Treasuries Fall as U.S. Adds More Jobs Than Forecast in November

Treasuries fell for the first time in four days after a report showed U.S. payrolls expanded more than forecast last month, easing concern the economy is faltering as lawmakers fail to agree on a plan to avoid the fiscal cliff.

Yields on benchmark 10-year notes rose from a more than two-week low after Labor Department figures showed the U.S. added 146,000 jobs in November and the unemployment rate fell to 7.7 percent. Even with the increase in employment, the Federal Reserve is forecast to provide more monetary stimulus when policy makers meet next week.

“The data is not gangbusters, but the gains are decent,” said David Ader, head of U.S. government bond strategy at CRT Capital Group LLC in Stamford, Connecticut. “There’s a slight increased risk that they don’t do as much as the market was pricing in. There’s no renewed sense of urgency. We can back up a bit.”

Ten-year note yields rose four basis points, or 0.04 percentage point, to 1.62 percent at 4:59 p.m. New York time, according to Bloomberg Bond Trader data. The price of the 1.625 percent notes maturing in November 2022 fell 10/32, or $3.13 per $1,000 face value, to 100. The yield rose one basis point on the week.

The yield traded within a range of 9.3 basis points this week, the narrowest amount since the five days ended July 20. The yield, which dropped to a record low of 1.38 percent July 25, touched 1.56 percent on Dec. 6.

Futures Bets

Hedge-fund managers and other large speculators increased their net-long position in 10-year note futures in the week ending Dec. 4, according to U.S. Commodity Futures Trading Commission data.

Speculative long positions, or bets prices will rise, outnumbered short positions by 202,691 contracts on the Chicago Board of Trade, compared with 187,654 in the previous week. Net- long positions rose by 15,037 contracts, or 8 percent, from a week earlier, the Washington-based commission said in its Commitments of Traders report.

Today’s employment report, released just over a month after Hurricane Sandy devastated the East Coast, was forecast to show the U.S. added 85,000 jobs, according to 91 economists in a Bloomberg News Survey. The jobless rate had stayed above 8 percent since February 2009 until it broke the trend in September.

“The two headline numbers, the unemployment rate and the amount of jobs that were created, point to a gradual healing of labor markets,” Mohamed El-Erian, chief executive officer at Newport Beach, California-based Pacific Investment Management Co., the world’s biggest manager of bond funds, said in an interview on Bloomberg Television’s “In the Loop” with Betty Liu. “But if you look at the details, long-term unemployment, youth unemployment, participation rate, they tell you we are not at critical masses yet.”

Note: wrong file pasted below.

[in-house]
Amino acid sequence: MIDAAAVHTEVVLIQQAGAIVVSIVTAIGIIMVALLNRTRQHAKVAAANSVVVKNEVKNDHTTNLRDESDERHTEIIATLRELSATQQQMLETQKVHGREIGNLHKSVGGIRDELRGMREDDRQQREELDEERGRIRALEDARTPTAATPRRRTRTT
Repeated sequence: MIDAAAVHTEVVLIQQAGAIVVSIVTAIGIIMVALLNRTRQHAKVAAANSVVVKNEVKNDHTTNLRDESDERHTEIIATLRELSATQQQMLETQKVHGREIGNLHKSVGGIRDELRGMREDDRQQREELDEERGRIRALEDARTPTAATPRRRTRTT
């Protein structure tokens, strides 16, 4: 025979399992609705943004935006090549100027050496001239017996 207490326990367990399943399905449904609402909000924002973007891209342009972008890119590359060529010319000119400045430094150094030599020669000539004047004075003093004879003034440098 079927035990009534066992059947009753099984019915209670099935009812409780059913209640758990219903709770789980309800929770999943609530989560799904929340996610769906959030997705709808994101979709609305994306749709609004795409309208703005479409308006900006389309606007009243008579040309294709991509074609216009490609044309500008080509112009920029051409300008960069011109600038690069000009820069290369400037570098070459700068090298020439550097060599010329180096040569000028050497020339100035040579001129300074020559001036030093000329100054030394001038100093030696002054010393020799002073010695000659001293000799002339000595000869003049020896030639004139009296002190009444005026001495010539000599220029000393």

Quantitative Easing

The payrolls data also follow a month after Barack Obama won his second term as president. The Fed is trying to sustain growth with Obama and Republican leaders in Congress unable to agree on a plan to avert $600 billion in spending cuts and tax increases for 2013 that will start to take effect in January. The Congressional Budget Office has warned that if lawmakers don’t avoid the so-called fiscal cliff, the economy might slip into recession.

“The most likely outcome is some mini-bargain that will be a first step,” El Erian said. “There’s a lot of posturing.”

Fed policy makers said on Sept. 13 they will buy bonds until the job market improves “substantially.” A “number” of officials said at their policy meeting in October that additional monthly purchases of bonds may be warranted, according to the minutes of the Federal Open Market Committee. The Fed’s program of swapping short- for long-term debt that’s become known as Operation Twist expires this month.

Smaller Swings

The yield difference between 10-year notes and similar- maturity Treasury Inflation Protected Securities, which represents traders’ outlook for the rate of inflation over the life of the securities, touched 2.5 percentage points today, the widest since Nov. 7. The average over the past decade is 2.18 percentage points.

Volatility in Treasuries dropped this week to the least in five years. Bank of America Merrill Lynch’s MOVE index, which measures price swings based on options, touched 51 basis points on Dec. 3, the lowest level of price swings since April 1988. It hit a 2012 high of 95.4 basis points on June 15. Volatility climbed to 264.6 basis points in October 2008 as the financial crisis intensified.

The U.S. will sell $66 billion in Treasuries next week, including $32 billion in three-year debt, $21 billion in 10-year notes and $13 billion in 30-year bonds.

To contact the reporters on this story: Susanne Walker in New York at swalker33@bloomberg.net; Cordell Eddings in New York at ceddings@bloomberg.net

To contact the editor responsible for this story: Dave Liedtka at dliedtka@bloomberg.net

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